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The Steps to Researching and Writing a Scholarly Article: Continuing Your Research

This guide will walk you through the process of researching and writing a scholarly article from preemption check to Bluebooking

Research Tips

Research is a recursive process. You may find during your research or writing that a particular area needs more research and that is okay.

Organizing your research will make the process easier. Make sure to use a research log to track your searching.

Feel comfortable asking for help. Faculty members and reference librarians are useful resources.

Continuing Your Resarch

What types of sources will you need? Well that depends on what you are writing about. Scholarly legal articles often include other scholarly articles, treatises, news, and primary sources such as cases, statutes, and regulations.

Before doing any additional searching, read your preemption materials. The materials that you have gathered in your preemption searching should have provided you with many materials including some that set out the background or history of your topic. Your gathered materials may also provide citations to other resources you will want to read.

Once you have read your preemption materials, you have a number of methods for expanding your research. 

  1. You can search for materials cited in your preemption materials including cited cases, statutes, regulations, and any other primary source materials.
  2. You can locate additional books, including treatises, using the Maloney Library Catalog.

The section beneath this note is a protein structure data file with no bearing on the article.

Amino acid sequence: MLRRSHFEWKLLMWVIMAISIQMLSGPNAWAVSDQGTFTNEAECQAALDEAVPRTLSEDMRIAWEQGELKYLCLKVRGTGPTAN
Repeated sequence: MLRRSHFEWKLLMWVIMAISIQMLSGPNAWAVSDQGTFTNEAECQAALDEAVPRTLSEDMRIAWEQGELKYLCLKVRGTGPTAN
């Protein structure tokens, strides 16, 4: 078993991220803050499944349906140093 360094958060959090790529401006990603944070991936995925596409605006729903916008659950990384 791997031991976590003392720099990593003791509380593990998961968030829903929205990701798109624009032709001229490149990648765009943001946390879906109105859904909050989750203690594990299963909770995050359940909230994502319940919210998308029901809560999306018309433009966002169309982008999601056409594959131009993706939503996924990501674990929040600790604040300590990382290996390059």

3. You can locate additional articles that have cited back to your preemption materials using Google ScholarLexis Advance, or Westlaw.
  4. You may also want to modify the searches you ran in your preemption check to locate more articles in legal and non-legal article databases.

Tips for Primary Source Research

  1. It is always easiest to start primary source research with a citation.
  2. When you have a statute, use an annotated code (Westlaw or Lexis) to locate related cases, regulations, and secondary sources.
  3. When you have a case, use a citator (KeyCite or Shepard's) to locate additional related cases and secondary materials.
  4. When you have a case, use Westlaw Key Numbers to locate additional related cases.
  5. To locate legislative history materials, use one of the library's paid databases such as ProQuest Legislative Insight to locate a compiled legislative history.
  6. To locate regulatory materials, visit the agency website.